Psychology and Neuroscience

Alexis Chambers

Associate Professor of Psychology and Neuroscience


+1 630 637 5330

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Alexis Chambers received her Ph.D. in Psychology from the University of Notre Dame in 2015. She joined North Central College in the fall of 2015. Her research program uses behavioral and cognitive neuroscientific (EEG) methods to study how sleep and emotion influence memory consolidation, the process that stabilizes new memories over the days, months, and years after learning. This research emphasizes memory for positive emotional events and the role of induced emotional states during this process.

Selected Scholarship

* Indicates undergraduate student

Chambers, A. M. & Kelly, G.* (2021). Changes to sleep timing during the coronavirus pandemic. Poster presented at the 2021 virtual meeting of the Association for Psychological Science (APS).

Ponce, J.*, Singh, S.*, Hufnagle, J.*, Kwiecinski, I.*, Malandrino, M.*, Conradi, E.*, Higgins, M.*, & Chambers, A. M. (2019). Inducing moods to investigate the effects of sleep on emotional memory. Poster presented at the 2019 meeting of the Association Professional Sleep Societies (SLEEP), San Antonio, TX.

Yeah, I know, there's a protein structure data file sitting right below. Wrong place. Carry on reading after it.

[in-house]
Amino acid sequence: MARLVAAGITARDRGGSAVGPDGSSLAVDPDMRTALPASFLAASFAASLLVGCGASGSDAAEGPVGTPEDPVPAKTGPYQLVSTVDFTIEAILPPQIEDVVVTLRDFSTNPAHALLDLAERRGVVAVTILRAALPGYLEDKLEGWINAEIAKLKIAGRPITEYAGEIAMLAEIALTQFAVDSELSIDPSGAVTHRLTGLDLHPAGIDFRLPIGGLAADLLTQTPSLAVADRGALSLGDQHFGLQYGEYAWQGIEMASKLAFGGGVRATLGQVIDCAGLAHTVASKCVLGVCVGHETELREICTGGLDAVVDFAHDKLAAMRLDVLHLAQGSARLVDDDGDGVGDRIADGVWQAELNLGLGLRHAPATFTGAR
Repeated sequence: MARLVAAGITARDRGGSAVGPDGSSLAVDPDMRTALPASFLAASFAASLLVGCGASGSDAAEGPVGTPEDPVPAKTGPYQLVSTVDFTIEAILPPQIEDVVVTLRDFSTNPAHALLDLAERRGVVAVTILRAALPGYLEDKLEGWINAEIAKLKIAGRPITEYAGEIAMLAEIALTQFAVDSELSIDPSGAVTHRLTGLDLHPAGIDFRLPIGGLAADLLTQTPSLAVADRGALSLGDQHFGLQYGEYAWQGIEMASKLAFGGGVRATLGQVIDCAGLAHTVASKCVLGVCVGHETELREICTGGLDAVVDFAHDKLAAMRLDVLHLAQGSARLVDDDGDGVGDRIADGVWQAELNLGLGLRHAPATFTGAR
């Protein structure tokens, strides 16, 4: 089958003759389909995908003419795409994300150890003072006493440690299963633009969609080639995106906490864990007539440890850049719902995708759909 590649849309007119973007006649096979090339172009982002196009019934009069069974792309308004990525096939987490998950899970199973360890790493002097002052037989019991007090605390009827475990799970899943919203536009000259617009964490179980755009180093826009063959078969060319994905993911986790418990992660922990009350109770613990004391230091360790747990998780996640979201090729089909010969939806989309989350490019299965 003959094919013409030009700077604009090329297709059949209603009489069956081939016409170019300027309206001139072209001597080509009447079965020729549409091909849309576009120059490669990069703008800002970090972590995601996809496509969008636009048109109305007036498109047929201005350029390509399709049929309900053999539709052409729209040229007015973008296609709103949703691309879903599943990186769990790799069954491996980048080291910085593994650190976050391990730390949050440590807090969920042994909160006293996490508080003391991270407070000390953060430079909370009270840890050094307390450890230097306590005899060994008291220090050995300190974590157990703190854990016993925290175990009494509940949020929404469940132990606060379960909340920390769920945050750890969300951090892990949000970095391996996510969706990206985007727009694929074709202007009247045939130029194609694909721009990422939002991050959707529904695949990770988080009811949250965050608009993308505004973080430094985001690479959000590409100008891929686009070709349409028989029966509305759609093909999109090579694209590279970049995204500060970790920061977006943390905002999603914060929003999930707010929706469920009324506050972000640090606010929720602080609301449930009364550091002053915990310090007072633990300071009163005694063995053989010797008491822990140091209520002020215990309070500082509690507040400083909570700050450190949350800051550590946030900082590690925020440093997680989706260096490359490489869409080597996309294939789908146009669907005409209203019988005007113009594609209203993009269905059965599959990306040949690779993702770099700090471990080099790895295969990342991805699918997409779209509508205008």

Chambers, A. M. (2017). The role of sleep in cognitive processing: Focusing on memory consolidation. Wiley Interdisciplinary Reviews: Cognitive Science. doi: 10.1002/wcs.1433. (Top 10 most cited; WIRE, 2019)

Chambers, A. M. & Payne, J. D. (2015). The memory function of sleep: How the sleeping brain promotes learning. In A. Duarte, M. Barense, & D. R. Addis (Eds.), The WileyBlackwell Handbook on the Cognitive Neuroscience of Memory. Hoboken, NJ: Wiley-Blackwell. (Peer-reviewed)

Chambers, A. M. & Payne, J. D. (2014). Laugh yourself to sleep: Memory consolidation for humorous information. Experimental Brain Research, 232(5), 1415-1427. DOI: 10.1007/s00221-013-3779-7.

Courses Taught

NEUR 100: Introduction to Neuroscience

PSYC/NEUR 490: Sleep

PSYC 345: Cognitive Psychology

PSYC 293: Careers in Psychology

PSYC 255: Research Design and Experimentation

PSYC 250: Statistics